U.S. and Iran: Was the killing of Qassem Soleimani risky or justified?

January 3, 2020

In an overnight strike, President Donald Trump ordered the killing of one of Iran’s most powerful generals, Qassem Soleimani. Iran’s Supreme Leader Ayatollah Ali Khamenei warned of “a harsh retaliation.”

Many Democratic U.S. officials expressed strong concerns that the killing of Soleimani puts the United States one step closer to war with Iran. In contrast, Republican allies of President Trump lauded the president for the decision.

USC scholars are available to discuss the escalating tensions between the U.S. and Iran.

Contact: Jenesse Miller 213-810-8554 or jenessem@usc.edu; or Ron Mackovich (213) 810-8583 or rmackovi@usc.edu

Does the killing demonstrate “contempt for diplomacy?”

“While there is no doubt that Qassem Soleimani was a dangerous, malicious actor — responsible for deadly attacks on U.S. service personnel and the Iranian regime’s targets throughout the region, including thousands of civilians in Syria — the assassination of such a senior figure is an extremely reckless step by the Trump administration.

“The administration has repeatedly signaled its contempt for diplomacy and its interest in provoking an armed conflict with the Iranian regime. It is also important to note that Republican and Democratic administrations alike had the opportunity to target Soleimani and chose not to, understanding that such an attack could inflame the region and lead to war.”

Josh Lockman is an expert in U.S. foreign policy, international law and the Middle East and a lecturer at the USC Gould School of Law.

Contact: josh.lockman@gmail.com or (310) 995-1819

Will Iran respond against American interests?

“The assassination — and this was an assassination— of General Qassem Soleimani is a significant escalation in an already tense situation between Washington and Tehran. It seems a needless provocation with questionable timing.

“Tehran will surely respond against American interests somewhere in the region or beyond. It’s questionable whether, as Secretary of State Mike Pompeo says, this makes Americans safer.”

Jeffrey Fields is an associate professor of the practice of international relations at the USC Dornsife College of Letters, Arts and Sciences and director of the USC Dornsife College Washington DC Program. His research and teaching focuses on U.S. foreign policy, terrorism and counterterrorism, international security and the proliferation of weapons of mass destruction.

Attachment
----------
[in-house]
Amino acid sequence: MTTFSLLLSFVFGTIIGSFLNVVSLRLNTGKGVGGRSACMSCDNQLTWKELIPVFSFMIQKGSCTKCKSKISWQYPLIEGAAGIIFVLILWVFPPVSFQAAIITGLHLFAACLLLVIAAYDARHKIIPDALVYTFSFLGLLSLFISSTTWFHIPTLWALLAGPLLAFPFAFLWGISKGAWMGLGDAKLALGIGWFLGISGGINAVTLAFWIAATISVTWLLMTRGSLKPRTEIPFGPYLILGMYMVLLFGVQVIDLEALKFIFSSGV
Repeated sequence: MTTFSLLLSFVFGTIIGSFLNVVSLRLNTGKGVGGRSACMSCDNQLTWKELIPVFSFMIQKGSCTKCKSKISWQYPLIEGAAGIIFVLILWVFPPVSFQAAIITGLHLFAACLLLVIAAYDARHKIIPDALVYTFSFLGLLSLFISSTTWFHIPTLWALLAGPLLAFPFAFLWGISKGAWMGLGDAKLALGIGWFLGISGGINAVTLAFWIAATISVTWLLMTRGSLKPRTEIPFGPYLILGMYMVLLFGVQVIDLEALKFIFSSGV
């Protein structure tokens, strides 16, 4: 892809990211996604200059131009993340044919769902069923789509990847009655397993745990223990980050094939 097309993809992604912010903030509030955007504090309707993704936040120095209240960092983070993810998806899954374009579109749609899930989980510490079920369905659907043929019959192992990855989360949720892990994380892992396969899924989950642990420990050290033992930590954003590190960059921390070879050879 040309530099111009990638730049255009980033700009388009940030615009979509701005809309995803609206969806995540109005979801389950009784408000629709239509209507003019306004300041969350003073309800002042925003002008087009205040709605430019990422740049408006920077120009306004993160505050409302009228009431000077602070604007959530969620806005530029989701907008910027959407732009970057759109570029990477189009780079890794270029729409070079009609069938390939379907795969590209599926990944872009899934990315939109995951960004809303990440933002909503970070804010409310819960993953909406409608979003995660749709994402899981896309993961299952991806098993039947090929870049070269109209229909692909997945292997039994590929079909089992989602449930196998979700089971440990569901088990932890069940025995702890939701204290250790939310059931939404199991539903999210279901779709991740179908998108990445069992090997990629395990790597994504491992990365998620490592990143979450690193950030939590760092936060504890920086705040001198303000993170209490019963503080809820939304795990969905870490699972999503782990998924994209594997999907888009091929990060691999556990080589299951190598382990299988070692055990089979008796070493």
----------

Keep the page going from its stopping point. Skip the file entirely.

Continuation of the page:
Contact: jeffrey.fields@usc.edu or (213) 740-1335

How will Congress respond to the strike?

“The air strike on Iranian General Qassem Soleimani, engaged in an effort to thwart an alleged threat, will certainly result in retaliation. Despite Soleimani’s deadly and brutal past, this operation is being deemed an act of war, and in some circles, ‘an act of international terrorism.’

“The upcoming briefing of appropriate legislative representatives regarding pre-strike intelligence and anticipated consequences will hopefully yield useful information going forward for America and our allies.”

Erroll Southers is a professor of the practice in national and homeland security at the USC Price School of Public Policy. He is the director of the Safe Communities Institute and of Homegrown Violent Extremism Studies.

Contact: southers@price.usc.edu or (323) 816-8045

Will the strike lead to war throughout the Middle East?

“The assassination of Iran’s most influential military strategist may lead to a direct war with Iran. Iranian leaders will respond because if they do not, they will look weak.

“A war with Iran will not be limited to Iran itself, but will spread throughout the entire Middle East, because Iran will wage asymmetric warfare and attack U.S. forces and those of its allies in the entire region. This is an extremely dangerous situation created by the unwise action of the president.”

Muhammad Sahimi is an expert on Iranian nuclear and political development and a professor of chemical engineering and materials science at the USC Viterbi School of Engineering.

Contact: moe@usc.edu or (818) 952-2799

Could the attack lead to a closer Iran-Russia relationship?

“Acts of vengeance are politically satisfying for both American and Iranian political leaders, but the attack on the Baghdad embassy and the killing of Soleimani should be seen as more than punch and counterpunch. It is important to consider the long-term effects, such how all this might lead to a closer Iran-Russia relationship.

“In the shorter term, the increased tension means that U.S., and possibly Israeli, forces will need to be especially attentive to further Iranian military provocations in Iraq and Syria.”

Philip Seib is a professor of journalism and public diplomacy and professor of international relations at the USC Annenberg School for Communication and Journalism.

Contact: seib@usc.edu or (213) 740-9611